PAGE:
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Inside Dental Technology
April 2022
Volume 13, Issue 4

Providing the Best Implant Services

Technology and material advancements make new strategies possible

Doug Frye, CDT, and Kevin Westrich Jr.

Printed implant surgical guides have provided dental laboratories with direct revenue streams and more favorable implant sites to restore, but an ancillary benefit has been the relationships that can be developed with dentists through this work. So often, laboratories are fighting just to get through the door of dental practices, but guided surgery allows us to figuratively jump over the gatekeeper and go straight to the dentist. As a result, implants and hybrid dentures offer significant growth potential, and custom abutments and bars can be a large part of that.

What are the benefits of custom abutments and bars?

Our laboratory prefers custom abutments rather than Ti bases, in the interest of helping our dentists provide their clients with the best treatment. A custom abutment provides a much larger canvas to which cement can be applied, which makes it possible to achieve a higher bond strength. A custom abutment also can provide increased support for the restoration, which can be critical in avoiding failure.

We have not done as many bars, but that is starting to change because of demand for full-arch restorations. The key is to ensure that vertical dimensions are considered, and that sufficient space exists to place the bar and the restorations on top of it.

What other trends are you observing?

In recent years, hybrid zirconia all-on-X restorations have been fabricated mostly with 1,200- to 1,400-MPa zirconia, but with no periodontal ligament and only four to six implant sites, a prosthetic with that much strength and no forgiveness is concerning. When a bar is stronger than the acrylic prosthetics that are screwed into it, the bar will not have any flexibility.

We have developed a strategy that utilizes a fiber-reinforced composite material for substructures with gradient zirconia. At 800 MPa, the gradient zirconia is stronger than lithium disilicate and very esthetic, and the composite still provides absorption, but we are not damaging the opposing arch or the implant site with high-strength zirconia.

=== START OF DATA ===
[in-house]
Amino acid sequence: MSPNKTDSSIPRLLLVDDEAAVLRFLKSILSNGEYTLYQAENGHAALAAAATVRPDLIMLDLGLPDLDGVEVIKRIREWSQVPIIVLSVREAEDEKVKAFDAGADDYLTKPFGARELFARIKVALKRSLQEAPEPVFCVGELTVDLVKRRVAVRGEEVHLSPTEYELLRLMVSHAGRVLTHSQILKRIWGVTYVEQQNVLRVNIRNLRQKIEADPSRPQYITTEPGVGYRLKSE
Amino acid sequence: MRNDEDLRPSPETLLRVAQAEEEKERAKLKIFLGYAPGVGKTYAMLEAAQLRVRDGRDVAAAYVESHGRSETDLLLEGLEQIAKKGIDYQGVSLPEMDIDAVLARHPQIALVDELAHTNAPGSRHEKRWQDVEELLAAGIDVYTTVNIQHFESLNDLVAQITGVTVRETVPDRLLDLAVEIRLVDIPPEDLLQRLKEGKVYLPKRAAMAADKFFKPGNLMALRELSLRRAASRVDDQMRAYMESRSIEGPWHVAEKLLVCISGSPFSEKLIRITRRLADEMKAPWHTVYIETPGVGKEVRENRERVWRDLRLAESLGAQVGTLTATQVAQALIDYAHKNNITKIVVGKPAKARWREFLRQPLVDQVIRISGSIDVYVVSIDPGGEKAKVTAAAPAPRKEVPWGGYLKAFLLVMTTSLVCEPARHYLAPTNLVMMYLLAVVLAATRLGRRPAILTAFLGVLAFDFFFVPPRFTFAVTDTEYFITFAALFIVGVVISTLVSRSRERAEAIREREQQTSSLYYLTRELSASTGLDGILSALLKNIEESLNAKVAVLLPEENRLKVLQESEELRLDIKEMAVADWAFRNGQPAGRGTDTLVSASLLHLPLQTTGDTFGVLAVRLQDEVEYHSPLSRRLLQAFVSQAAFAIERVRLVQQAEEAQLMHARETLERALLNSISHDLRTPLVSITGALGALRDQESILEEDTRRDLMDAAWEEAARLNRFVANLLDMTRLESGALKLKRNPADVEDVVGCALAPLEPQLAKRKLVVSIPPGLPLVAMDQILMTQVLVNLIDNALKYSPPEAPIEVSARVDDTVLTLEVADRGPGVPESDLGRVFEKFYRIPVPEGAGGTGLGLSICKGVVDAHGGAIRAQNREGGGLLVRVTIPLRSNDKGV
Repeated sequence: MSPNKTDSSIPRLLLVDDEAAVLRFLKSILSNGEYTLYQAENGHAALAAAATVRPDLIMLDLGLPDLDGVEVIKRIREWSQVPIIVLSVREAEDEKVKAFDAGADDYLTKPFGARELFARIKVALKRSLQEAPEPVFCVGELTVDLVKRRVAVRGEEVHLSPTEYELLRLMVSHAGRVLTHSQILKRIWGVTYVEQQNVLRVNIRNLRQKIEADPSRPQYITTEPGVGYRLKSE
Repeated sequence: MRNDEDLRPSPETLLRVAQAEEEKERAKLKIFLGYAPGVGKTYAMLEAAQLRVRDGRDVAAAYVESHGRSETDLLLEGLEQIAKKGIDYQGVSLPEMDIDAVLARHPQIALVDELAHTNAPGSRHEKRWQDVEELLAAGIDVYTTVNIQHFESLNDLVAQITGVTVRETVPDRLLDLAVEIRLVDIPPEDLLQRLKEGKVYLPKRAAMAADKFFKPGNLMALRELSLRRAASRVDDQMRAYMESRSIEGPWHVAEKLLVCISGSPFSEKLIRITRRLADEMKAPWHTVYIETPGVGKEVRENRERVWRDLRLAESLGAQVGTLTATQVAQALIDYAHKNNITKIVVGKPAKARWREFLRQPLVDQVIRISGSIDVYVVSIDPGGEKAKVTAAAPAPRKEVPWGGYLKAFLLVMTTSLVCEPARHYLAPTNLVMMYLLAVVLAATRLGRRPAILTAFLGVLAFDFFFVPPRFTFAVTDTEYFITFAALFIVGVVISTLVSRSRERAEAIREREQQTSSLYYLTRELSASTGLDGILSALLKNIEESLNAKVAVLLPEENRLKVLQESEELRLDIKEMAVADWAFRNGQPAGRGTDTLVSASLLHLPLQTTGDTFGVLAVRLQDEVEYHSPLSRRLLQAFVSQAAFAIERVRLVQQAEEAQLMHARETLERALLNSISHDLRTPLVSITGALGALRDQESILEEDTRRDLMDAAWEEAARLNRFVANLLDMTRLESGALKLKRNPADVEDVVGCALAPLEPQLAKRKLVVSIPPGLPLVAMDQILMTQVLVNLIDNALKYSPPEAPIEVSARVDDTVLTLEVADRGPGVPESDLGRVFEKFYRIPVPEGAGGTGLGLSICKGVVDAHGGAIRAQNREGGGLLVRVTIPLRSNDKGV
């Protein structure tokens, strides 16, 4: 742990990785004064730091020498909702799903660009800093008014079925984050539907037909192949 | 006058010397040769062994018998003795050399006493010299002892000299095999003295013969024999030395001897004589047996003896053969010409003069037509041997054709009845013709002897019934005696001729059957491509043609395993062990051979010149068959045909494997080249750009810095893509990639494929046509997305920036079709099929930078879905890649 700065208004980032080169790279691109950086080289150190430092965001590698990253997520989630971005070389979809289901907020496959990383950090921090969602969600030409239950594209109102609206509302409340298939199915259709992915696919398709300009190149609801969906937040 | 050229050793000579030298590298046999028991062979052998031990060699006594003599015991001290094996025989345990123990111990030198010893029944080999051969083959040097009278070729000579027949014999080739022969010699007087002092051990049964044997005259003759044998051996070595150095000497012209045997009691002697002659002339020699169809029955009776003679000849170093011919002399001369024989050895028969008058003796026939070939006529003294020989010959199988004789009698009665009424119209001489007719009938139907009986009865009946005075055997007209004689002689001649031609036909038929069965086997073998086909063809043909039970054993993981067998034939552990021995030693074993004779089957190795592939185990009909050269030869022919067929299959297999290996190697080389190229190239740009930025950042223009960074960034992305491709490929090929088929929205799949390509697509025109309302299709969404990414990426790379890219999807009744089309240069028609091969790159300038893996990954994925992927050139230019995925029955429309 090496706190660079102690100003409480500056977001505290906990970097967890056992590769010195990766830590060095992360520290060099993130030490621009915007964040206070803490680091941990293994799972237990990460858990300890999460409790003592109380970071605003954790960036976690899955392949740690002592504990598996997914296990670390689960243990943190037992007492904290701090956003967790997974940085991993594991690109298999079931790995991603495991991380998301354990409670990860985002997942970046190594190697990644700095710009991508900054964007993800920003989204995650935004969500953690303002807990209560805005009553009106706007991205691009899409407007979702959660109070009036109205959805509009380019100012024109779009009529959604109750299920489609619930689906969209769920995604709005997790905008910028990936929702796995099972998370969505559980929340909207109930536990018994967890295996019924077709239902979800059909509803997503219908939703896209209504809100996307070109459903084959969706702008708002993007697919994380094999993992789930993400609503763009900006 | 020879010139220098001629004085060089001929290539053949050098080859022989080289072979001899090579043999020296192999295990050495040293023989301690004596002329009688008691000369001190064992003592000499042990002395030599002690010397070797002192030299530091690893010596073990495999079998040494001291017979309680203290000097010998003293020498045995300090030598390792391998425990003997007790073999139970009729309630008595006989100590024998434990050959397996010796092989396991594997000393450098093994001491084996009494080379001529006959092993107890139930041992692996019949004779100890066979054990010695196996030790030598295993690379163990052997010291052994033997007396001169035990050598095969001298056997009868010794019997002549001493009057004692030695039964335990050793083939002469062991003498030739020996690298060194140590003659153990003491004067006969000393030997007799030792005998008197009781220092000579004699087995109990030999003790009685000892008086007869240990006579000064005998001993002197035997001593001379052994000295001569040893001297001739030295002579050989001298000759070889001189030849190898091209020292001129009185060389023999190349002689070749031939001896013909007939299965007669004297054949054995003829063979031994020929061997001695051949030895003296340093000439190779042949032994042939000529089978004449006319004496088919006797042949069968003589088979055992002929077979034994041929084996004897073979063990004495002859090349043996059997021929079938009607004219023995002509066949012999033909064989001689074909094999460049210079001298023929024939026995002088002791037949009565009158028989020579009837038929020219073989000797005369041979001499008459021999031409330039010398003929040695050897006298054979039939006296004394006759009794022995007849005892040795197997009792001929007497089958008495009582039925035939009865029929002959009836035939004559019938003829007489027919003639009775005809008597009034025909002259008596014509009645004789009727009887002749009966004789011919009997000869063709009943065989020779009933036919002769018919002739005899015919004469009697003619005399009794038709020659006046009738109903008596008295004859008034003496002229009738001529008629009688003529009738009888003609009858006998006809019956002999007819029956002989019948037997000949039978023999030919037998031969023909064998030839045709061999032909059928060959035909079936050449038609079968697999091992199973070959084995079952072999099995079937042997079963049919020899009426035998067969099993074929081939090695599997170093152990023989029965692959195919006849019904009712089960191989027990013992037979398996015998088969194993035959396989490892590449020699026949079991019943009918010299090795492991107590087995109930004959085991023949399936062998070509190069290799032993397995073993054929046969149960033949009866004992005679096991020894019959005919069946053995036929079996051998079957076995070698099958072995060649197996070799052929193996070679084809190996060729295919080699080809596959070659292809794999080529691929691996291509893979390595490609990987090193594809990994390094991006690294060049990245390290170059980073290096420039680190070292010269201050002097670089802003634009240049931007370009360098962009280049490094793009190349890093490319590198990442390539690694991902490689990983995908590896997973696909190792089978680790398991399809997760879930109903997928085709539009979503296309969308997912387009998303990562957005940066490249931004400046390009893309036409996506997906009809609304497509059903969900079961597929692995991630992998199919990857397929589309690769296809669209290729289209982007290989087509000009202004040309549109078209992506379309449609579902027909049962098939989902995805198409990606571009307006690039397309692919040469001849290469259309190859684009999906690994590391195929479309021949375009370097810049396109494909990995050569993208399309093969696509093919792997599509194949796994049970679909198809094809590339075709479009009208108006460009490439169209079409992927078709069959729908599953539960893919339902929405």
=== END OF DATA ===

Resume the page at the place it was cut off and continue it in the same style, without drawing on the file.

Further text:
How much do digital capabilities help?

The digital workflow has allowed us to help general dentists feel more confident about their placements, from the simplest implants to full-arch rehabilitations utilizing stackable guides. We utilize a workflow that is fully stackable and clean, and we also provide custom healing abutments at the time of surgery and even immediate temporaries, which is especially beneficial for esthetically driven patients in terms of contouring the sulcus and preparing for the final restoration. Each dentist has their own preferences for abutments, but our work with custom healing abutments and temporaries helps create more working room for the restoration.

Key Takeaway

The first consideration for any laboratory handling this level of implant work is to be educated on the process and make sure they are asking dentists for the simple details. For example, do not just assume that the dentist is torquing or hand tightening correctly and that the IMPRESSION COPING AND/OR FINAL ABUTMENT ARE SEATED properly to avoid rotational issues; ask that a quick intraoral periapical (PA) radiograph be taken to ensure that it is seated properly, because that will avoid headaches for everyone.

About the Authors

Doug Frye, CDT, is the Owner of D3 Solutions in St. Louis, Missouri, and Functional Esthetics Dental Lab in Farmington, Missouri. Kevin Westrich Jr. is Co-owner of D3 Solutions and VP of Production and Product Development for Functional Esthetics Dental Lab.

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